A new study published in the journal Cancer Epidemiology, Biomarkers & Prevention has suggested that men who already have localized prostate cancer could reduce their risk of all-cause and prostate cancer-specific mortality simply by exercising more.
Previous study have documented that physical activity reduces prostate cancer. Few studies have investigated the impact of exercise following a cancer diagnosis.
The research team analyzed the data of 4,623 men who were a part of the National Prostate Cancer Register of Sweden Follow-up Study.
The results of the analysis revealed that men exercised for 20 minutes each day, by either walking or cycling, were 30% less likely to die from any cause and 39% less likely to die from prostate cancer, compared with men who walked or cycled less than 20 minutes a day.
What is more, the team found that men who engaged in physical activity for at least 1 hour a week were at 26% lower risk of all-cause mortality and 32% lower risk of prostate cancer-specific mortality, compared with those who exercised for less than 1 hour each week.
“Our results extend the known benefits of physical activity to include prostate cancer-specific survival, said Stephanie Bonn of the Department of Medical Epidemiology and Biostatistics at the Karolinska Institutet in Sweden. However, it is important to remember that our results are on a group level. An individual’s survival depends on many factors, but physical activity is one factor that individuals can modify. Hopefully, our study can motivate men to be physically active even after a prostate cancer diagnosis.”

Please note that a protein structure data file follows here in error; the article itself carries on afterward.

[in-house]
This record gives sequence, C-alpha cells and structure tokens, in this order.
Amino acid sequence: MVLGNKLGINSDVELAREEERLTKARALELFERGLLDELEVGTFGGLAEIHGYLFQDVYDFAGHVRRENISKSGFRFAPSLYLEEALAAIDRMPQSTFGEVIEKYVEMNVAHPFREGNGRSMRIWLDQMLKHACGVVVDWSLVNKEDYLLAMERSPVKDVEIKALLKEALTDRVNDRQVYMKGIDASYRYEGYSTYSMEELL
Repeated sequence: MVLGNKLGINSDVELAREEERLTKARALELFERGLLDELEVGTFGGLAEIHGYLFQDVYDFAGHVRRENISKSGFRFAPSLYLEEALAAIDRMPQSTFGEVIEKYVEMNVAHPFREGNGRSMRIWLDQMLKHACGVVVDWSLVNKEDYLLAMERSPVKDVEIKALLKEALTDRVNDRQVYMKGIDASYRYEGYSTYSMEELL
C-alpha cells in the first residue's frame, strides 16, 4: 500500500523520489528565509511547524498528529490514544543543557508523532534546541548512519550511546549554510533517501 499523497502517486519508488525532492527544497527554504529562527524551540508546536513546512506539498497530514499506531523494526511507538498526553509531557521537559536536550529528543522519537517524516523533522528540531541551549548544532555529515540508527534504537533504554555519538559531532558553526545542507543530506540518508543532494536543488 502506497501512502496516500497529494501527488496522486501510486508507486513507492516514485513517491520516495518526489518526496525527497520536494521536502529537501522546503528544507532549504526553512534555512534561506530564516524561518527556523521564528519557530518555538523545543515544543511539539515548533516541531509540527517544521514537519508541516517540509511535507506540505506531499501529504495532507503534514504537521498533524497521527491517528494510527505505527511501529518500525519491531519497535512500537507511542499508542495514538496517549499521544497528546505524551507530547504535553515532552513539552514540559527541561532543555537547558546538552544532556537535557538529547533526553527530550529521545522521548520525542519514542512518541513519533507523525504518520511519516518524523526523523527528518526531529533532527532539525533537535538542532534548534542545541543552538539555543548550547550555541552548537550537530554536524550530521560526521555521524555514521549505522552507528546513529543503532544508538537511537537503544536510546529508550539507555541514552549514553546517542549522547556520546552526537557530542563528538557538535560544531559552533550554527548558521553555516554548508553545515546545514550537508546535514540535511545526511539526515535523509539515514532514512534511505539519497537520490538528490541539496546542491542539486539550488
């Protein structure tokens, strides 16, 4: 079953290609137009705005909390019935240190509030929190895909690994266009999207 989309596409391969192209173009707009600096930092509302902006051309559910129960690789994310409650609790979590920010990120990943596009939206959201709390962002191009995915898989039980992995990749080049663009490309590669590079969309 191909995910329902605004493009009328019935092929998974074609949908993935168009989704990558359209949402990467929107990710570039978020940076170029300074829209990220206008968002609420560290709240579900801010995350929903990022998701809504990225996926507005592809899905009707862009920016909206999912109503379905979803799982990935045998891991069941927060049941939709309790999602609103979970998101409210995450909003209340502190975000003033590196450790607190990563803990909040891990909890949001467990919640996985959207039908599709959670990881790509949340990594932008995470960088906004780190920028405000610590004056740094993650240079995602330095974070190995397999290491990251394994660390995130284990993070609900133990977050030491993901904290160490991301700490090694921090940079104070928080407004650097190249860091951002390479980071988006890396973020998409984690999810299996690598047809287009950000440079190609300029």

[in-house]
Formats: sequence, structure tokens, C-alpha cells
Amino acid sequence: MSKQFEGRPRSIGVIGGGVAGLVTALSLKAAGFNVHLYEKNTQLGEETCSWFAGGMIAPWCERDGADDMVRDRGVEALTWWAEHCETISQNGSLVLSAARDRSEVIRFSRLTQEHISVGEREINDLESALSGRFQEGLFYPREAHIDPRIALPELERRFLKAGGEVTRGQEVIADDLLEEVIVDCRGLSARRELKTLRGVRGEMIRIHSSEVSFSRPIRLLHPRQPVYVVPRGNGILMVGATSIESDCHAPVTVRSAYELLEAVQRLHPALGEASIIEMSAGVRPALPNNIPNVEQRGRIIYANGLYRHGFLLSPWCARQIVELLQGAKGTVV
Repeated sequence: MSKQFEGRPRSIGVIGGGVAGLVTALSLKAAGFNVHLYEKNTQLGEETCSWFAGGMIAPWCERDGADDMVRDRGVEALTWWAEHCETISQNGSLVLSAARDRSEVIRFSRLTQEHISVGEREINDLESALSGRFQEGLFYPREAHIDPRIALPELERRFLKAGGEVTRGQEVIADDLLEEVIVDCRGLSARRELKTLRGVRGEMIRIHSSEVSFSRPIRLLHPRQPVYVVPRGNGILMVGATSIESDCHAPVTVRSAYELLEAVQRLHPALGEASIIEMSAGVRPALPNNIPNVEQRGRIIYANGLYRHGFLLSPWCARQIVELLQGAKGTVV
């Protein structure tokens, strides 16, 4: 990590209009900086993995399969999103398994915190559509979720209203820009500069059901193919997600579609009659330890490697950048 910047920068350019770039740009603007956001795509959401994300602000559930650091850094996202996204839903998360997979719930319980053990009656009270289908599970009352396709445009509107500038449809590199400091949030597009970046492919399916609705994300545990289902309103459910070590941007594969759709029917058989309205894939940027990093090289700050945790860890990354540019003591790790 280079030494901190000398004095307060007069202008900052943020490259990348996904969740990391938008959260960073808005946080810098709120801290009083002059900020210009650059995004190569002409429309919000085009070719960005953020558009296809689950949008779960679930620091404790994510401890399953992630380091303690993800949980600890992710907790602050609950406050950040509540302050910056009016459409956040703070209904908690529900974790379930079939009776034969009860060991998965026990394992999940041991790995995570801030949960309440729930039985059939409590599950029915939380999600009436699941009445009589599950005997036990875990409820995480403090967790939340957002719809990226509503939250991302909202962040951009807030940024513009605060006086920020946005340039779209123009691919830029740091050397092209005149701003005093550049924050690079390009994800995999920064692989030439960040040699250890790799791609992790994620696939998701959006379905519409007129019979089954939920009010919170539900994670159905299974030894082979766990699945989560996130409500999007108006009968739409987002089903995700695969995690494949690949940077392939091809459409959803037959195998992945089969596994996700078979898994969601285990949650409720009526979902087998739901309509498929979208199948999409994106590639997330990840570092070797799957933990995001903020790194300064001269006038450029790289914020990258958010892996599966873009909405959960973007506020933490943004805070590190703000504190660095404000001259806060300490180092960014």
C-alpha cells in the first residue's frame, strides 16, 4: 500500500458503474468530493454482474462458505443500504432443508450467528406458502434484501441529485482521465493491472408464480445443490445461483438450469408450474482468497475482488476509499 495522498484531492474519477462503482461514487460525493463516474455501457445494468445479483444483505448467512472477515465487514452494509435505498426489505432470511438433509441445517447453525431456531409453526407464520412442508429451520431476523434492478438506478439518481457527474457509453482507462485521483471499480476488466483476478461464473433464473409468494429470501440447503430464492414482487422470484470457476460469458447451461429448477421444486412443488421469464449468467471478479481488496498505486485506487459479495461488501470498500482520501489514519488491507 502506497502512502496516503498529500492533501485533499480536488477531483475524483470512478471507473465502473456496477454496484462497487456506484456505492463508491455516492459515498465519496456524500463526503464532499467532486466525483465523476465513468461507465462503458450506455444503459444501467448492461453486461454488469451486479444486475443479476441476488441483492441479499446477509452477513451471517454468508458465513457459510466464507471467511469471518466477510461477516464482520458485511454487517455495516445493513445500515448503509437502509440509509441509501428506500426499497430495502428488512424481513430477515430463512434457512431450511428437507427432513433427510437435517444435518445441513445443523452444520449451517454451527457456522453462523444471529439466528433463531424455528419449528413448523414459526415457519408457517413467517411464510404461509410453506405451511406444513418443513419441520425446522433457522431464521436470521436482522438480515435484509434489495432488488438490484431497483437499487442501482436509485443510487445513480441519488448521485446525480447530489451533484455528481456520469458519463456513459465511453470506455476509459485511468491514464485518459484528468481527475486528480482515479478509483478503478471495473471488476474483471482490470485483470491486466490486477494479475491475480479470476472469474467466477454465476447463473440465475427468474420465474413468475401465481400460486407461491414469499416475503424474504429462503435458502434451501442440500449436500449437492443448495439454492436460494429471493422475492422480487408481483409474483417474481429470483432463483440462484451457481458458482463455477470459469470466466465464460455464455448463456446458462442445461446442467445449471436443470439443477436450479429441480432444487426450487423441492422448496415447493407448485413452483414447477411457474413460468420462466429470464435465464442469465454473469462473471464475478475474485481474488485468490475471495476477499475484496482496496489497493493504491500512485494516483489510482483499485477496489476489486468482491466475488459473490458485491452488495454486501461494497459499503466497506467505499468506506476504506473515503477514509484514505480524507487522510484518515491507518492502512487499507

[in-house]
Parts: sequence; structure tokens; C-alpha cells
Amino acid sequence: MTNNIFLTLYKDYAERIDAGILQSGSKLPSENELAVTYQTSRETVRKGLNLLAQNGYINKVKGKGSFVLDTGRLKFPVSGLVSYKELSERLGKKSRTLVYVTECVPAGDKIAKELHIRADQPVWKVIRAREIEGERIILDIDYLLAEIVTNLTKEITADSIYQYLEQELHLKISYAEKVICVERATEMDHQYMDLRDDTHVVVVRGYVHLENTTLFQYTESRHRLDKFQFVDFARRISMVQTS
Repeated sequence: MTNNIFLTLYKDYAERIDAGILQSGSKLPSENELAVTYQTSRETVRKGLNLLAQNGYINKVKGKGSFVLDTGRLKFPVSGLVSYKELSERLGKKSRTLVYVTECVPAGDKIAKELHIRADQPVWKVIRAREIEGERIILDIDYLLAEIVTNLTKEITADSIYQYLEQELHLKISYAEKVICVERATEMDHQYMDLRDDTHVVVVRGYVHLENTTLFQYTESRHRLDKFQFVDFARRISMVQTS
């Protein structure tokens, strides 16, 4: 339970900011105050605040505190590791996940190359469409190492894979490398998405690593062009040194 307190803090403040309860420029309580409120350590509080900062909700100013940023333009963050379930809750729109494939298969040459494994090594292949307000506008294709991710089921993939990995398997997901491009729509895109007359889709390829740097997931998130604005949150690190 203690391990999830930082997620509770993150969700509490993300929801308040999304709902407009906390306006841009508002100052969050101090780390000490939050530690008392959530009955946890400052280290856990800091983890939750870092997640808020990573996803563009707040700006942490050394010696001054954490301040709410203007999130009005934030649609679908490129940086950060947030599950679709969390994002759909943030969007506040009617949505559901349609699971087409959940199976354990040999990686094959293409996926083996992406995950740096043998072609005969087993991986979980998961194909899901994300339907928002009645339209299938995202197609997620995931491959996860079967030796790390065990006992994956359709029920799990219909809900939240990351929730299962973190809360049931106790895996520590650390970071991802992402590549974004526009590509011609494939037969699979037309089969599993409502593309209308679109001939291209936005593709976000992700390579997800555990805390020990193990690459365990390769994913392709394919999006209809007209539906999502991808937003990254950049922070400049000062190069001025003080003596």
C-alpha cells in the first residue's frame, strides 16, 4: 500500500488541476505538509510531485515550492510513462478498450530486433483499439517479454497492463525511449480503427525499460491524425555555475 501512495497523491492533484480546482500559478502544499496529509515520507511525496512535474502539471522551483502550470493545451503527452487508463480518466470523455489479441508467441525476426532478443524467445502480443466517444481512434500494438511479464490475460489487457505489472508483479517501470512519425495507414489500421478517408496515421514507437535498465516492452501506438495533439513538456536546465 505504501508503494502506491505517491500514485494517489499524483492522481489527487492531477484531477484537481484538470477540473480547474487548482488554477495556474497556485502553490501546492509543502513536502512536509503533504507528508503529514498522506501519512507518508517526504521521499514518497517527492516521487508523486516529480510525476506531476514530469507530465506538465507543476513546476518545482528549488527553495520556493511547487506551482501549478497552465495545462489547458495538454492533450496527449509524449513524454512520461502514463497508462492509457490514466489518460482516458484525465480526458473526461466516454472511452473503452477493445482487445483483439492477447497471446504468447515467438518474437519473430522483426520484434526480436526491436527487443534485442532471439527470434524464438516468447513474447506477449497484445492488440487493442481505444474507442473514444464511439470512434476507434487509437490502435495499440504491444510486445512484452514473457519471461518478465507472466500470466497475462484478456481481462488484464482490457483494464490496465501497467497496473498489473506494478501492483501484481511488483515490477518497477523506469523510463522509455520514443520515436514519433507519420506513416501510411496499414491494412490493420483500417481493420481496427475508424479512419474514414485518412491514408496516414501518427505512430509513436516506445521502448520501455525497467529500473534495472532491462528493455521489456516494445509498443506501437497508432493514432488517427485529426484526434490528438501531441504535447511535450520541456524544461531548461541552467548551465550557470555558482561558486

Physical activity and survival among men diagnosed with prostate cancer, Stephanie Bonn, et al., Cancer Epidemiology, Biomarkers and Prevention, doi: 10.1158/1055-9965.EPI-14-0707, published online 19 December 2014, abstract.